Three major sticking points in the renegotiation of the North American Free Trade Agreement (NAFTA) between the US, Mexico and Canada are of major concern to the US chemical sector, the head of the American Chemistry Council (ACC) said on Wednesday.
The three issues at stake are the US administration’s proposals to eliminate the investor state dispute settlement (ISDS) mechanism between private companies and governments, to put a five-year sunset provision on NAFTA, and to revise rules of origin levels on products eligible for free trade status.
“I don’t think the odds are [likely] that we will have an absolute withdrawal from the NAFTA agreement, but I can’t totally rule that out because I think some of these provisions, especially on the investor-state dispute [resolution] and the sun-setting, and perhaps even the rules of origin – some of those are non-starters unless they’re modified fairly significantly, with Canada and Mexico,” said Cal Dooley, president and CEO of the ACC, on a special conference call on NAFTA.
“If the administration drives a hard line on those three areas, they really create a situation where it’s going to be very hard, for Mexico in particular when they’re poised to see their elections occur in the near term, that they’re going to be willing to accept those,” he added.
Dooley believes NAFTA can be modernised but points out it’s critical not to jeopardise the integrated North American market that is benefiting the US, Mexico and Canada.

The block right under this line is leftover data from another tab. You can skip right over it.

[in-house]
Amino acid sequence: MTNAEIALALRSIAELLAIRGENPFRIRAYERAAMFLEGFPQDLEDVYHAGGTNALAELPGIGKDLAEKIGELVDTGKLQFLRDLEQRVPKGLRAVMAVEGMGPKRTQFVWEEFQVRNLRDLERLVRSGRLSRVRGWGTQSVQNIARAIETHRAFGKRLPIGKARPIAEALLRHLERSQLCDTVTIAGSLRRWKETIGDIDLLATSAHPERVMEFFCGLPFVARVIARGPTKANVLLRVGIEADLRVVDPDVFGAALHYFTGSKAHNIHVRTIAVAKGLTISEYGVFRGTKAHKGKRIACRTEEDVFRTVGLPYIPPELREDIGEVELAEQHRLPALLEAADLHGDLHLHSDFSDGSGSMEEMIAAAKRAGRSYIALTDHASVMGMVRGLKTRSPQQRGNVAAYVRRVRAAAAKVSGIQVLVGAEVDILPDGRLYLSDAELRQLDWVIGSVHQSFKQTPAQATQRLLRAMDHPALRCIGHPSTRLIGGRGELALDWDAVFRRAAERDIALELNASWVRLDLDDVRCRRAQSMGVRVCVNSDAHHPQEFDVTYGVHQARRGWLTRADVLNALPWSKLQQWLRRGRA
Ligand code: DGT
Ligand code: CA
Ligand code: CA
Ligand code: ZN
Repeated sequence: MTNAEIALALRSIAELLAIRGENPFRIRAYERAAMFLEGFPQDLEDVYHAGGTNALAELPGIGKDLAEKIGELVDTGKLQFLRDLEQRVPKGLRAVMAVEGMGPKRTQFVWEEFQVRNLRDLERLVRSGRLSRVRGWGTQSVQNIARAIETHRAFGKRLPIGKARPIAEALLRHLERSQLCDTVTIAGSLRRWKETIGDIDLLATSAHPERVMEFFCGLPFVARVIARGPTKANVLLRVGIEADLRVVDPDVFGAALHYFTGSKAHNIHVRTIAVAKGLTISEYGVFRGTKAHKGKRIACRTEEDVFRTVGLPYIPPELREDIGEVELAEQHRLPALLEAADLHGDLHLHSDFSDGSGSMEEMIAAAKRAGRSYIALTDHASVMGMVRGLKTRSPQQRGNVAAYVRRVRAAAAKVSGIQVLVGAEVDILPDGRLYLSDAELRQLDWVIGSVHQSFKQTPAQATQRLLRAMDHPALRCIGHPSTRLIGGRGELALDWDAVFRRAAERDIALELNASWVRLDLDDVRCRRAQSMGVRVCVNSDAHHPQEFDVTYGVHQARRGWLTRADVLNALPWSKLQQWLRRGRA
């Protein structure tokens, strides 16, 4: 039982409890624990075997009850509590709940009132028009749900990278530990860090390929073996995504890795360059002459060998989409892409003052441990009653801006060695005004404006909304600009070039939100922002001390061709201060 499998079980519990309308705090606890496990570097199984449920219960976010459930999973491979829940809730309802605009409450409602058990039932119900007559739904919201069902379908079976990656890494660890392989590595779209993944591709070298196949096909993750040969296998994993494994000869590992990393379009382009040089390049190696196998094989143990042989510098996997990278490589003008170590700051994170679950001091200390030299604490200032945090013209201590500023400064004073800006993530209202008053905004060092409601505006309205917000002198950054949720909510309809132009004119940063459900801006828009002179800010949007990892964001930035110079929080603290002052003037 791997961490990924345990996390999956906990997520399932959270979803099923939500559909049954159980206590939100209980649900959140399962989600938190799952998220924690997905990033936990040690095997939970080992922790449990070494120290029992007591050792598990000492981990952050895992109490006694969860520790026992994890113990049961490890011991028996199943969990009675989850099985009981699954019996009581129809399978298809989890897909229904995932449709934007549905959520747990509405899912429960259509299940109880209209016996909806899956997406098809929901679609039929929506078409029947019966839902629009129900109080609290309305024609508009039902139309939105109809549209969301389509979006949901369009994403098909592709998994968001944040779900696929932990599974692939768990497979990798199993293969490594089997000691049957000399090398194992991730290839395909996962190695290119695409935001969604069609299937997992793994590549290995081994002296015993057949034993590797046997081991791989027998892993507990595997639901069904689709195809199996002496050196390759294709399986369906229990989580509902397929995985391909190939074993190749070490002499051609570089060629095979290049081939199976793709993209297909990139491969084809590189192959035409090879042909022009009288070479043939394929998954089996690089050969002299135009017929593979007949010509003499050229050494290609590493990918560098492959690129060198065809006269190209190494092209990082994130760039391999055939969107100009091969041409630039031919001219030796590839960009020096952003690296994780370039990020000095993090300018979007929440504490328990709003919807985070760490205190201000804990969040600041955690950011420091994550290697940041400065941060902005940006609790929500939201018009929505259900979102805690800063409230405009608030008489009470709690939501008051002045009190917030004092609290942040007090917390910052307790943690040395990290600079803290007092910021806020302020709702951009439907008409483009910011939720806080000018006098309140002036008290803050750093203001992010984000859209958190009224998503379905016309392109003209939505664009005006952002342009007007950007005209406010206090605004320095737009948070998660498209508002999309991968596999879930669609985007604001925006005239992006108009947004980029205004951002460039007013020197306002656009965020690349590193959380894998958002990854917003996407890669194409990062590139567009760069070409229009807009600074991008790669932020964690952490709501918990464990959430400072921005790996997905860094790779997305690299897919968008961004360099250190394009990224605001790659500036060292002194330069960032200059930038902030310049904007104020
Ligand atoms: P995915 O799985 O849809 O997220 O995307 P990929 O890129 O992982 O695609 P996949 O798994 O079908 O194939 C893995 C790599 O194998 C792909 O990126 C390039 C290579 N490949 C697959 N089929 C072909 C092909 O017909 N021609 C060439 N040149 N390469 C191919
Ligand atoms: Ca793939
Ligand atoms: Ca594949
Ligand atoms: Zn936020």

INVESTOR-STATE DISPUTE RESOLUTION
Under the ISDS mechanism, foreign investors can bring lawsuits against host governments if they believe certain policies or actions infringe on their investments. The disputes are resolved not by the local government, but by an international arbitration panel.
“We think this is a key tool to ensure that private companies have some recourse to an egregious action by a governmental entity in another country that could result in a retaliation against, or an impediment to trade in products that are manufactured in the US,” said Dooley.
The US administration contends that if US companies didn’t have the recourse that ISDS provides for an inappropriate action abroad, that they would be “more likely to make that investment – not in Mexico – but in the United States”, said Dooley.
However, for the chemical industry, it’s important to have certain production close to consumers, as many materials are not easily transported across long distances, he noted.
“What’s also important to understand is that… it’s not an all-or-nothing proposition. [A company’s] operations in the US actually benefit and expand when they have the opportunity to have an affiliate or an operation located in Mexico, because they’re supplying a lot of products to them,” said Dooley.
“With our sector, that argument that… they’d be more likely to invest in the US just doesn’t work. This investment wouldn’t be replicated in the US – this is an additional investment that actually also [benefits US operations],” he added.
This is the result of highly integrated manufacturing supply chains between the US, Mexico and Canada.
Across all industries, 42% of US exports to Mexico are to related parties, as are 40% of US exports to Canada. And 71% of imports to the US from Mexico are from related parties, along with half of the imports from Canada, according to the ACC.
FIVE-YEAR SUNSET PROVISION
And a five-year sunset provision in NAFTA as proposed by the US would be problematic for chemical companies and overall manufacturing investment in the US, said the ACC head. Under this clause, NAFTA would have to be renewed every five years by all three countries.